TAKING CULTURAL DIFFERENCES INTO ACCOUNT
The Council on Drug Abuse participated as keynote speakers during a two-day symposium on Substance Abuse Prevention and Treatment for Vulnerable Youth. The event, held on March 8 and 9, 2012 in Toronto, was hosted by Justice Canada in collaboration with Health Canada for the benefit of the National Anti-Drug Strategy (NADS)-funded organizations working in the areas of youth substance abuse prevention and treatment. During the presentation, CODA was able to demonstrate many of the vital implemented approaches that have shown positive results for preventing and treating substance abuse among vulnerable youth in northern and prairie school communities. At the core of these approaches was the importance of recognizing and understanding culture in order to best achieve authentic engagement. CODA has developed all of its programs taking the social, ethnic, age and community cultures of its audience into account. Regardless of whether it is a group of professional health intermediaries receiving CODA’s Interactive Certified Educator (CCE) training in Saskatoon, or a meeting of the Youth Advisory Council (YAC) in Iqaluit, CODA’s programs will always reflect the culture of its participants. Taking cultural implications into account will not solve all learning and development problems in global training design and delivery. However, it is one of a number of important factors to consider when trying to make the most effective use of time and other resources during the management of learning and development across cultural boundaries.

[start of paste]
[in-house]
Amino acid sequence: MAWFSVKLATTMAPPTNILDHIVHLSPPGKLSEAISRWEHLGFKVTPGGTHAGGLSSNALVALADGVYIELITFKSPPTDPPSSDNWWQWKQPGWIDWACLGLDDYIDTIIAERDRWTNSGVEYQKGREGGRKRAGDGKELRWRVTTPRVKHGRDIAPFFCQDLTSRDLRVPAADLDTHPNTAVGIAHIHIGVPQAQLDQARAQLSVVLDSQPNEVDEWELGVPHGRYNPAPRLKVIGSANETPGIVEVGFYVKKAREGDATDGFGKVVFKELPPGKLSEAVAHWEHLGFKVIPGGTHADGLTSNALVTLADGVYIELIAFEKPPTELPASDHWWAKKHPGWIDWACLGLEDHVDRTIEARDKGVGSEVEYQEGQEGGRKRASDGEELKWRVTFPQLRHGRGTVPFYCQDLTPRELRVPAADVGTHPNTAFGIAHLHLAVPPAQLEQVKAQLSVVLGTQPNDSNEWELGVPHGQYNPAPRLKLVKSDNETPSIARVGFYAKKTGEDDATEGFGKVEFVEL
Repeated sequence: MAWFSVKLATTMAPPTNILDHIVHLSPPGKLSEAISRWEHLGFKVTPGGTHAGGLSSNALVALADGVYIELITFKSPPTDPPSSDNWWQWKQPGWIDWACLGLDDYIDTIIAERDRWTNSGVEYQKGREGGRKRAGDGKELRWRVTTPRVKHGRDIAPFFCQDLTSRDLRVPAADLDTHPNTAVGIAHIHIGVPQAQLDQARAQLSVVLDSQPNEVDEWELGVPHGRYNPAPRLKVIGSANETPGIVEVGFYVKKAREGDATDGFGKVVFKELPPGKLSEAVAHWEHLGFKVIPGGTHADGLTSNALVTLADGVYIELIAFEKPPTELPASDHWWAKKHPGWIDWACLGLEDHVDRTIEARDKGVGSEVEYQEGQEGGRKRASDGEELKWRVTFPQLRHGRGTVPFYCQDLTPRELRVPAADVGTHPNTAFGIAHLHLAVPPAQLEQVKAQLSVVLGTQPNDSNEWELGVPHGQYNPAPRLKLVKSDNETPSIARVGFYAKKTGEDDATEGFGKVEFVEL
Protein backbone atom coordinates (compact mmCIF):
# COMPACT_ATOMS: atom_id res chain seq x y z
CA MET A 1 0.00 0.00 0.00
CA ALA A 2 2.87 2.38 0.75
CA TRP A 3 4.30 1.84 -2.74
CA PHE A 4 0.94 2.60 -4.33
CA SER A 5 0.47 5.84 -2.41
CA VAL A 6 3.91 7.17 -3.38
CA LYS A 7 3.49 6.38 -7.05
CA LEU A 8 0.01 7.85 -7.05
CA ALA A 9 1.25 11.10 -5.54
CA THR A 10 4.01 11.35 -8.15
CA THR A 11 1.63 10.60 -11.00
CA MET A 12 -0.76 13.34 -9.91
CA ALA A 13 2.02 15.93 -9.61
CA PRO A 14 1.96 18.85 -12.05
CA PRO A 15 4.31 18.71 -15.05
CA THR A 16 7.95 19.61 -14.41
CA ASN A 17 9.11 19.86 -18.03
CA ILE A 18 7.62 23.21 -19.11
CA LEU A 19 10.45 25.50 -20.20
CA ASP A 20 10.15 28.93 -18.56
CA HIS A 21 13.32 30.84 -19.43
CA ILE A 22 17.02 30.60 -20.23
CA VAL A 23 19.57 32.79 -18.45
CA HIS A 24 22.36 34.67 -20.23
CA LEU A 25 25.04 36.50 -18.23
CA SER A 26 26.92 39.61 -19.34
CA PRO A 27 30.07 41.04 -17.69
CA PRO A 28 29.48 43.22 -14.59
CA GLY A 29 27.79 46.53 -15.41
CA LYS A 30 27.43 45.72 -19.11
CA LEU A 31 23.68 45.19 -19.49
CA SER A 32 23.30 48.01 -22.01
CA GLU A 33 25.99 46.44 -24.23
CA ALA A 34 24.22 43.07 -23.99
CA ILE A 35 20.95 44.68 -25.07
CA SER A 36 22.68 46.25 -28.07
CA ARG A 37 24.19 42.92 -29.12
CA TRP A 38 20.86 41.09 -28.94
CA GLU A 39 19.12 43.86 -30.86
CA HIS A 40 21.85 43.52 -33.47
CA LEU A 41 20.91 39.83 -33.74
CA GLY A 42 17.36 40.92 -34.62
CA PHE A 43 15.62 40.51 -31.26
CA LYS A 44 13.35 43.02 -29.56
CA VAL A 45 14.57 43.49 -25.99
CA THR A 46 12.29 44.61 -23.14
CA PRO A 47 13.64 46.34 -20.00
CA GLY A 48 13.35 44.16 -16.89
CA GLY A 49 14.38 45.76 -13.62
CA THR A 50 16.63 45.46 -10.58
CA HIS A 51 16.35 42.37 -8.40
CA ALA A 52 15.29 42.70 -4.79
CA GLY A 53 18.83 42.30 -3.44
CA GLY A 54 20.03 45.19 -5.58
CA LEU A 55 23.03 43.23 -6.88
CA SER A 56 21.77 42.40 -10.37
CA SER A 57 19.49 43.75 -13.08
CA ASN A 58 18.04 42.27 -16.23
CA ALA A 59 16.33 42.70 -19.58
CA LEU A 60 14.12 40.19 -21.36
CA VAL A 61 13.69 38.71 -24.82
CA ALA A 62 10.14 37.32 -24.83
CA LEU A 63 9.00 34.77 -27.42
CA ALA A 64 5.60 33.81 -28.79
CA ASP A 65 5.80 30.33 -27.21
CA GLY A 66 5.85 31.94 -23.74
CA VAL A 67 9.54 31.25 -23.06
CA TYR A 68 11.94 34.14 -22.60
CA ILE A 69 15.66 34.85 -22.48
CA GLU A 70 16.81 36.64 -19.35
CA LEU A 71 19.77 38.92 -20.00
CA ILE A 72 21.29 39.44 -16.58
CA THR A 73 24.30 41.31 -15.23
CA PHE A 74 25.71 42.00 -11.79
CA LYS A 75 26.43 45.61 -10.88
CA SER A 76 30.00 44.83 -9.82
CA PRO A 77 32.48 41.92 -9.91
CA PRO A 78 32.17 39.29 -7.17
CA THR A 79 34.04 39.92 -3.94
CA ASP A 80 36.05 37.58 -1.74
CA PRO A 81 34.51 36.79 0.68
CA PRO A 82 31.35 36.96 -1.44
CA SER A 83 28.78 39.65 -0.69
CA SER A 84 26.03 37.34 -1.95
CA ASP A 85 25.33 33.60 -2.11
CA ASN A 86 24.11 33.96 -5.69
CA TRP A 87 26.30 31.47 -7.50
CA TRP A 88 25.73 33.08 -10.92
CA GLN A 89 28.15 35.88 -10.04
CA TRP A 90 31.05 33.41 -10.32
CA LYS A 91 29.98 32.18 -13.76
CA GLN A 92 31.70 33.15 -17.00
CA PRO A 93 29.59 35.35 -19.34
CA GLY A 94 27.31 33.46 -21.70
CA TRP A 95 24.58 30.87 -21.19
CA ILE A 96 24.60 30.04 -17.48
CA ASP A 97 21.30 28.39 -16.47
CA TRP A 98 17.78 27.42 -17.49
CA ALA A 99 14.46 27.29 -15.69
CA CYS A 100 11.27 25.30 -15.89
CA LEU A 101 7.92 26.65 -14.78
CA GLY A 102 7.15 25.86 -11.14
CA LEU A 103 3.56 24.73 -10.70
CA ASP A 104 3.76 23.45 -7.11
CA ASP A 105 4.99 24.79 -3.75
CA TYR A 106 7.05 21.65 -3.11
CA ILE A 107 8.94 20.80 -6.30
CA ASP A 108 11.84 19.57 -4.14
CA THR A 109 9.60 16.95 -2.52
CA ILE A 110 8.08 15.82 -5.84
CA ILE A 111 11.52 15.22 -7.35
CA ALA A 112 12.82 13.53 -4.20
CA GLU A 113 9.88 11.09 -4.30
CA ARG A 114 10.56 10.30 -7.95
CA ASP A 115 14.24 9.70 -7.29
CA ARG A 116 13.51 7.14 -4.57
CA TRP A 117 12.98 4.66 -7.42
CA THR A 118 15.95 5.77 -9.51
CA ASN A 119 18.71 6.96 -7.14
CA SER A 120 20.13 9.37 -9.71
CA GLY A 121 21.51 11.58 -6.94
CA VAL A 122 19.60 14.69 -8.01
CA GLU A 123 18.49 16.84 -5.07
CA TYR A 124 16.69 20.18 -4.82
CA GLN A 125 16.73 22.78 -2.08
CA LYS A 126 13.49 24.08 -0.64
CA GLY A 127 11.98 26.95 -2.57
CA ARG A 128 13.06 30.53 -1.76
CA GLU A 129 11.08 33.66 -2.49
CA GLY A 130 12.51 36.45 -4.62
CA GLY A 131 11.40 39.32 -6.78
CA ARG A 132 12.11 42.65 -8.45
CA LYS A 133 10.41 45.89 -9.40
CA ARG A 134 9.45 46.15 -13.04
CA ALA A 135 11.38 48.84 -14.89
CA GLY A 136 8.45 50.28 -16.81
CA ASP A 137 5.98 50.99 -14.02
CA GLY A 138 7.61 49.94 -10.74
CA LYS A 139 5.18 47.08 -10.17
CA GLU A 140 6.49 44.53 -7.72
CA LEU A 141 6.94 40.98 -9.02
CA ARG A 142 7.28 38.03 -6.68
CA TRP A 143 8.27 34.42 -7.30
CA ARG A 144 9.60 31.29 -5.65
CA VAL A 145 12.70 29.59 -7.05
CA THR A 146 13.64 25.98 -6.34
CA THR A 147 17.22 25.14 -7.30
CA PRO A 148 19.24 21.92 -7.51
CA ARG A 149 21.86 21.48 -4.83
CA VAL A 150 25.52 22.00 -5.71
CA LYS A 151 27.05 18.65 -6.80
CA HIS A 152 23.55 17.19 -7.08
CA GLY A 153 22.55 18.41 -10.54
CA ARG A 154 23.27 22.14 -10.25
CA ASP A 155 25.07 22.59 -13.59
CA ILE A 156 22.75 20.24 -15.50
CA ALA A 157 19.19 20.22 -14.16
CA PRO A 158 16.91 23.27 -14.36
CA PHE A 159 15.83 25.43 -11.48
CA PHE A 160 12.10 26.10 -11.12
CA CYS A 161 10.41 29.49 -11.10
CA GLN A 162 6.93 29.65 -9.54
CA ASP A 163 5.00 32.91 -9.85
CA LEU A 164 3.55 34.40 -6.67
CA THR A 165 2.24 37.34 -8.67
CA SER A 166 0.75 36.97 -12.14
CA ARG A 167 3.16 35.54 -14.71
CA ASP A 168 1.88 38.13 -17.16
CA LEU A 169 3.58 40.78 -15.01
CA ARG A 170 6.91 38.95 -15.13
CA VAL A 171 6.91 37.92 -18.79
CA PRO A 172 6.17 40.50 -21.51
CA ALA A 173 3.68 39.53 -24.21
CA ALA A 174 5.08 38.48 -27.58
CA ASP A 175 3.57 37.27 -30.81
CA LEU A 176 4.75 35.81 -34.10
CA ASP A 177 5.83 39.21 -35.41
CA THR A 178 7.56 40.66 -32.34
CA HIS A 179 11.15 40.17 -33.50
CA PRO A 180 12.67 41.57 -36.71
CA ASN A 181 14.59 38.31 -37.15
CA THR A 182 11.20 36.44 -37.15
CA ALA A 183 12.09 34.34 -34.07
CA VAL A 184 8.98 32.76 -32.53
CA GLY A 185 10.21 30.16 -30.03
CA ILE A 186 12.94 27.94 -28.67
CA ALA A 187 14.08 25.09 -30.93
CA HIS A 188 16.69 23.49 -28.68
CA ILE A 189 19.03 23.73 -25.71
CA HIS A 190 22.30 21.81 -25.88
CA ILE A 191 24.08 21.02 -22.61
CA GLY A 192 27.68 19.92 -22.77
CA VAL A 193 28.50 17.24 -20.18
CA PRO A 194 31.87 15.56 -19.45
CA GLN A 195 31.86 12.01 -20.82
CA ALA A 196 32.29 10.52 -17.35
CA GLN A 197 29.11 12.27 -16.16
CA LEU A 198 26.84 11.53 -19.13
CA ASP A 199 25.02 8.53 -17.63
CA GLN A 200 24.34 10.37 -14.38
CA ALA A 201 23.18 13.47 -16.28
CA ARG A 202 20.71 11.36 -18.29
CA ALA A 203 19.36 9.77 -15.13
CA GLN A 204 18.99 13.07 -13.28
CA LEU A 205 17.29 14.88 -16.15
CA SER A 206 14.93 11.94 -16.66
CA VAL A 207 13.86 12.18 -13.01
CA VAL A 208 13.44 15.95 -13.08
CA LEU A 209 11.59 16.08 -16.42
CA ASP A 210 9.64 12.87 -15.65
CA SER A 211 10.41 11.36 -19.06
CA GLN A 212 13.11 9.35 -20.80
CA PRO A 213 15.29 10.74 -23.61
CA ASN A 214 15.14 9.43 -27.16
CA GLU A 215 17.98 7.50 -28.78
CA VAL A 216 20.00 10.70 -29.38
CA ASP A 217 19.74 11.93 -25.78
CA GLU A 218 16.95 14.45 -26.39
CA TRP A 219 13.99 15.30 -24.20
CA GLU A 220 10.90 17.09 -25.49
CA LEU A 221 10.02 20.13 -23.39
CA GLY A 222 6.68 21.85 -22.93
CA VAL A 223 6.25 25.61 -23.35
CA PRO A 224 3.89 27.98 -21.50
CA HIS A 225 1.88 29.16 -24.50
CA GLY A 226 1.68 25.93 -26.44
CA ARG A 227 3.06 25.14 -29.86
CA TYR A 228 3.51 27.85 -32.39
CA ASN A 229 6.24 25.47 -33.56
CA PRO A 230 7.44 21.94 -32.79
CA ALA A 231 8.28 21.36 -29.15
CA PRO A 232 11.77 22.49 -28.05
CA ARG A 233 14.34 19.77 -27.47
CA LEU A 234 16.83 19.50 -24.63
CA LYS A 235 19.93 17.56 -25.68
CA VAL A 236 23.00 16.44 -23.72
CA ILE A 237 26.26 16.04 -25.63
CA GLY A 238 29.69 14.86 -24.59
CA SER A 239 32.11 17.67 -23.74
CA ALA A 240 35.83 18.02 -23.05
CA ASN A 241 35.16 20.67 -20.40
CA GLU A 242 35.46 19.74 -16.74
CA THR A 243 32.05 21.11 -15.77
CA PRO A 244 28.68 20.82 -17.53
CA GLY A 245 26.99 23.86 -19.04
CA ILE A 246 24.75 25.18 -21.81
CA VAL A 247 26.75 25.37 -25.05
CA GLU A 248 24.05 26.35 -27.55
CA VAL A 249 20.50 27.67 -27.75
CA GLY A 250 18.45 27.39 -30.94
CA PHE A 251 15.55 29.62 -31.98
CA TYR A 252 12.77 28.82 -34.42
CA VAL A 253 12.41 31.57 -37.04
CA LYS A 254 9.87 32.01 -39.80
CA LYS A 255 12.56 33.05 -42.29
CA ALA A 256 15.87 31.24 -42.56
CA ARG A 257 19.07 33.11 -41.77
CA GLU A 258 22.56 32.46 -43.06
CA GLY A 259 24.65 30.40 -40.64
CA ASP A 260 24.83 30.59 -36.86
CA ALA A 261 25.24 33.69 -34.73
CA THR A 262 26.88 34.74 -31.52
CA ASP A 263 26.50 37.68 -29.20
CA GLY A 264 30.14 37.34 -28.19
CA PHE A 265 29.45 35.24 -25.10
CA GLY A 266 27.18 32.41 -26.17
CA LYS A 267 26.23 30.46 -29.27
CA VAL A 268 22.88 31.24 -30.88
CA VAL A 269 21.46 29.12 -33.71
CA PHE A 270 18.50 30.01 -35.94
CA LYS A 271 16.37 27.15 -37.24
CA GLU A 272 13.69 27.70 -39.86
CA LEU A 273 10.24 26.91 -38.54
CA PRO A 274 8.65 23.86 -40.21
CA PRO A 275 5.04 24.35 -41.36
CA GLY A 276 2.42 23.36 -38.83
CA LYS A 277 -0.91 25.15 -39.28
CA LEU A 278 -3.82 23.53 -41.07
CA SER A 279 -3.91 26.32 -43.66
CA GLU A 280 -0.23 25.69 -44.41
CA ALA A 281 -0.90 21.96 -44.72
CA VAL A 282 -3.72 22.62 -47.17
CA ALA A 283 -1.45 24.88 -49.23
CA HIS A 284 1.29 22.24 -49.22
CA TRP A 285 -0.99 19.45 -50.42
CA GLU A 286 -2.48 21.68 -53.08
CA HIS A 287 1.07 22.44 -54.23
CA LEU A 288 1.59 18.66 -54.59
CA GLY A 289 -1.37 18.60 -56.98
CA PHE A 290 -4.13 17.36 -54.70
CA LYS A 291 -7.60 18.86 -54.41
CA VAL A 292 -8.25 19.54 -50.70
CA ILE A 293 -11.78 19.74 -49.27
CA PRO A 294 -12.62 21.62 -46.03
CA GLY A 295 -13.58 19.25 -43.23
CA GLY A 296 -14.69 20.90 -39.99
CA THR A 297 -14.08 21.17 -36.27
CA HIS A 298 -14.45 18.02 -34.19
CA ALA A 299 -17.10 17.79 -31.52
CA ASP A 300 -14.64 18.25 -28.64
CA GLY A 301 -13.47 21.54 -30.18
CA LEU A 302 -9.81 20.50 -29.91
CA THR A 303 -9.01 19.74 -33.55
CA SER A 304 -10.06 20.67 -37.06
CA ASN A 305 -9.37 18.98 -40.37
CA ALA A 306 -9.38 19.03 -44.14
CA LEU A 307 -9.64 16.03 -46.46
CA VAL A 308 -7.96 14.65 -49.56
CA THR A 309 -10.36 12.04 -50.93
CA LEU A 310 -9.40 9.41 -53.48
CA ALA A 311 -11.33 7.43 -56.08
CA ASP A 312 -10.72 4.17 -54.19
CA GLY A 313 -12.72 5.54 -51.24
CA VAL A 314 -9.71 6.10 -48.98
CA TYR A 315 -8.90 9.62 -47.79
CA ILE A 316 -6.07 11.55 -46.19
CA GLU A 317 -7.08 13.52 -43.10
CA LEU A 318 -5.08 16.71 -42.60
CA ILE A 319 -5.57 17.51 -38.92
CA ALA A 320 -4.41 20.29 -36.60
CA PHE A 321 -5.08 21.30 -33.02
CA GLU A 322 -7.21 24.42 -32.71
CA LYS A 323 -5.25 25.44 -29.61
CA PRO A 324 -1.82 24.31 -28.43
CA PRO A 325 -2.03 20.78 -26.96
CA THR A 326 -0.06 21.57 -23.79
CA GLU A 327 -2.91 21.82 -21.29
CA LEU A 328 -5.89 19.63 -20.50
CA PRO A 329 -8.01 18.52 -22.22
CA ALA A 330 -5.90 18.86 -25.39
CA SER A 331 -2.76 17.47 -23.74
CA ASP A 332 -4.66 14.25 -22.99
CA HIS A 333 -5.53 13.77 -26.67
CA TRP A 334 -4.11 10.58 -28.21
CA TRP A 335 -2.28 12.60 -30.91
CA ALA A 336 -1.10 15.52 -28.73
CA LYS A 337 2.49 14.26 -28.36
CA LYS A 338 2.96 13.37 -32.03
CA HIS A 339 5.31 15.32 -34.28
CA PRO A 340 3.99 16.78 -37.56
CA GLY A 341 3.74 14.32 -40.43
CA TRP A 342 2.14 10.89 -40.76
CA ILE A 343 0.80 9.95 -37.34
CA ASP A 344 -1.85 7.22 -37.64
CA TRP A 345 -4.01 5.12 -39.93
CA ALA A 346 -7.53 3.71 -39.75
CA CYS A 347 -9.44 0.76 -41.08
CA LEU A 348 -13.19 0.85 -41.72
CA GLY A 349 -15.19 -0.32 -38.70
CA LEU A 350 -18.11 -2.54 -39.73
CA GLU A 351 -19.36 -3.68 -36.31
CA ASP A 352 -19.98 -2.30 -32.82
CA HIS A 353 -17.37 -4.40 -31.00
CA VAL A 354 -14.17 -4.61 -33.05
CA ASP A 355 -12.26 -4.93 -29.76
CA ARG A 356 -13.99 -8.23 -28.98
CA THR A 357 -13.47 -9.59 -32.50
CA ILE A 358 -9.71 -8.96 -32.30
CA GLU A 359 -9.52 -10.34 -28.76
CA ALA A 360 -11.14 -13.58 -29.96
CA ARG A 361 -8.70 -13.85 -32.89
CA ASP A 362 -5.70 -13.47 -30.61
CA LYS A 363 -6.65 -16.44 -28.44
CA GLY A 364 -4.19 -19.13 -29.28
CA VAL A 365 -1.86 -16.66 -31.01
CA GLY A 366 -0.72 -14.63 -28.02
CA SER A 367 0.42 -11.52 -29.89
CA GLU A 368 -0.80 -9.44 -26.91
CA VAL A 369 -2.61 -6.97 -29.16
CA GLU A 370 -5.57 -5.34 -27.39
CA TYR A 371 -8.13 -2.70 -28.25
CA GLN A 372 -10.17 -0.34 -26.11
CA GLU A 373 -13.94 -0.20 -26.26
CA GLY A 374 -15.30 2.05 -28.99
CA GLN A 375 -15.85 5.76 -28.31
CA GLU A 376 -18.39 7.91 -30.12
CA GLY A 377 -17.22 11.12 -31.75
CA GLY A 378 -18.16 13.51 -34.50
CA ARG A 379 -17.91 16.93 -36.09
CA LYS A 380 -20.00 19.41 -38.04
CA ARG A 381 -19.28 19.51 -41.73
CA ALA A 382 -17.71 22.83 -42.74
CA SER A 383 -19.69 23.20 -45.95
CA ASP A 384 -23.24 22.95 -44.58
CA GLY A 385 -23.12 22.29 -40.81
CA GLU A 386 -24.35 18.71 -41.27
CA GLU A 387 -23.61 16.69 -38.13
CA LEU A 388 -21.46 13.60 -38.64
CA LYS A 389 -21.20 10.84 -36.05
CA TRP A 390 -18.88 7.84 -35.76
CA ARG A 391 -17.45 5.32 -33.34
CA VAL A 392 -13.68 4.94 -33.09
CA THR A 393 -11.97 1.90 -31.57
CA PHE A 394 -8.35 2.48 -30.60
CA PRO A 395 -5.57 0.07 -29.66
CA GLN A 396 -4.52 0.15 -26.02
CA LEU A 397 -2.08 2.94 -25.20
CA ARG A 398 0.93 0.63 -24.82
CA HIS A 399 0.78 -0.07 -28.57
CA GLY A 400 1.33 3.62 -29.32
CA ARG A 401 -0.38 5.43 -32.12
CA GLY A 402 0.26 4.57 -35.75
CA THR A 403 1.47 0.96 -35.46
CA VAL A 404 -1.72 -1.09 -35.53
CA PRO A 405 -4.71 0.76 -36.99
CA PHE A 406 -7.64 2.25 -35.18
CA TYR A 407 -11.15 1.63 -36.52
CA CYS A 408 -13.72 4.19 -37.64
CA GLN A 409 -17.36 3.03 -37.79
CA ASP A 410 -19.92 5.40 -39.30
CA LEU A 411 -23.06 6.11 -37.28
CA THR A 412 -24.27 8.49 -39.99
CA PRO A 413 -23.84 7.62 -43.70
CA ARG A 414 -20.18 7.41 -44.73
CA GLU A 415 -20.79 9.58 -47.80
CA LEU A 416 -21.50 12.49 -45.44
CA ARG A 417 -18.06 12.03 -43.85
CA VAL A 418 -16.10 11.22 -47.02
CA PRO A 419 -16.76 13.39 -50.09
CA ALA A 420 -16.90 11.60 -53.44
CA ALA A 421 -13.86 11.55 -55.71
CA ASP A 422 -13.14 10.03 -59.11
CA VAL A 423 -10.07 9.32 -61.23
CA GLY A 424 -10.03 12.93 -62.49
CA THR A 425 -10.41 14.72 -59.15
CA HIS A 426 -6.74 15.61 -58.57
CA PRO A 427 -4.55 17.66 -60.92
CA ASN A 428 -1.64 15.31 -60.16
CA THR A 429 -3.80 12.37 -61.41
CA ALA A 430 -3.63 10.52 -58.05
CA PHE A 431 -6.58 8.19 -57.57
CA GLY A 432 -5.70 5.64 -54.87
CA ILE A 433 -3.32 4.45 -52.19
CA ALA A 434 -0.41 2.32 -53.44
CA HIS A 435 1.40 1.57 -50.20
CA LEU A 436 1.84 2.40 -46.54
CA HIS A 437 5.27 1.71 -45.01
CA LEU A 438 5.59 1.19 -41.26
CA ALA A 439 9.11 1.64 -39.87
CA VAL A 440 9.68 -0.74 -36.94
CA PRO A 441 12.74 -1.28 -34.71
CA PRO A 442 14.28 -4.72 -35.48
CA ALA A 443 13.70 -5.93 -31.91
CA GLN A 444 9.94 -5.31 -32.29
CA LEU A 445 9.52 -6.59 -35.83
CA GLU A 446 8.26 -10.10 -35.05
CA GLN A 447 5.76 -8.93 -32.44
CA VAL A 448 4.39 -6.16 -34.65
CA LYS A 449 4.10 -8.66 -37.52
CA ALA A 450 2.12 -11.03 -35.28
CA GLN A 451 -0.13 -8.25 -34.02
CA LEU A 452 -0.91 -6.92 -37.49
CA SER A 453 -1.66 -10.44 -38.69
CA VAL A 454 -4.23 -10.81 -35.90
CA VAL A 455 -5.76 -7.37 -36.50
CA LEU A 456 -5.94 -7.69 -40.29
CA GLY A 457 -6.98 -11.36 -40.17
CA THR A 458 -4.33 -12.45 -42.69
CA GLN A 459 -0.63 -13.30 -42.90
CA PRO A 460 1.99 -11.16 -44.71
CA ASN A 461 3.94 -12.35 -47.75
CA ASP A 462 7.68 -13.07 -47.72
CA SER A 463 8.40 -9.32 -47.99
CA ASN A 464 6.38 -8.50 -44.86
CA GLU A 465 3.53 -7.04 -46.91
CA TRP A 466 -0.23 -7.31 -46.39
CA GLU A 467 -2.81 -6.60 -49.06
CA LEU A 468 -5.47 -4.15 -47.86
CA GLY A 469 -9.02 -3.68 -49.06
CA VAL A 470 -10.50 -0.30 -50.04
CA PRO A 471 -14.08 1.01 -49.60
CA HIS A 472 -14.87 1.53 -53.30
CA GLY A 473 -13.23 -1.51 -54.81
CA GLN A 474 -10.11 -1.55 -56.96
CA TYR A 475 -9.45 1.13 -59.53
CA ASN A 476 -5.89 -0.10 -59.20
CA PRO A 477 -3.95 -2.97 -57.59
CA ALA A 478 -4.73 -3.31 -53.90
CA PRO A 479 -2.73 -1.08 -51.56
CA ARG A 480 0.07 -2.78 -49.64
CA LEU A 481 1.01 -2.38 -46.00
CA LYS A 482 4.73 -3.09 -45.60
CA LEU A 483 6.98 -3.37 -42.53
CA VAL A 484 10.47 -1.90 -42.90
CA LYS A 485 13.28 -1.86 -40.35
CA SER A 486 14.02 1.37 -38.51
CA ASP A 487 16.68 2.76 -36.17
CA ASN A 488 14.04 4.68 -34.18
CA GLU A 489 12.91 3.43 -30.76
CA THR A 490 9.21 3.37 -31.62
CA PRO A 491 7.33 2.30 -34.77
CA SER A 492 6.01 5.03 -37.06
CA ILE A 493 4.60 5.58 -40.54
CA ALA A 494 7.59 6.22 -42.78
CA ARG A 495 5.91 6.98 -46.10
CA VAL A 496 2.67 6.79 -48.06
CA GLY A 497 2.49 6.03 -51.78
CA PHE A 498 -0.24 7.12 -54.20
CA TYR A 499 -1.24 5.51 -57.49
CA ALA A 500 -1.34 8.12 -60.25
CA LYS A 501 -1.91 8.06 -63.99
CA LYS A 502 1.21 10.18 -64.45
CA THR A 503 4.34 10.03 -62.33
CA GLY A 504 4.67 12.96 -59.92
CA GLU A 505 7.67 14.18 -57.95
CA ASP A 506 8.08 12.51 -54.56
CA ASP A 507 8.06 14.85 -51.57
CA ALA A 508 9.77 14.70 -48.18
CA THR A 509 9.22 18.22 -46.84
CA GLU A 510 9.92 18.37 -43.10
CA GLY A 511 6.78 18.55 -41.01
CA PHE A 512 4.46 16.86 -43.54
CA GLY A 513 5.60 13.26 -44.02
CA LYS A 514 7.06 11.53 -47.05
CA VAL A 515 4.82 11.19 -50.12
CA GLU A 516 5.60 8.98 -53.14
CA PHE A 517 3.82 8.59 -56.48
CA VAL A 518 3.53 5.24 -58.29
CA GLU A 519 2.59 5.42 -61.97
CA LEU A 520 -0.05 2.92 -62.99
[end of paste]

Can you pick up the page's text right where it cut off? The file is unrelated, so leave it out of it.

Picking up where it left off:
(Left: Executive Director, Lesley Whyte Right: Programs Manager, Seth Fletcher)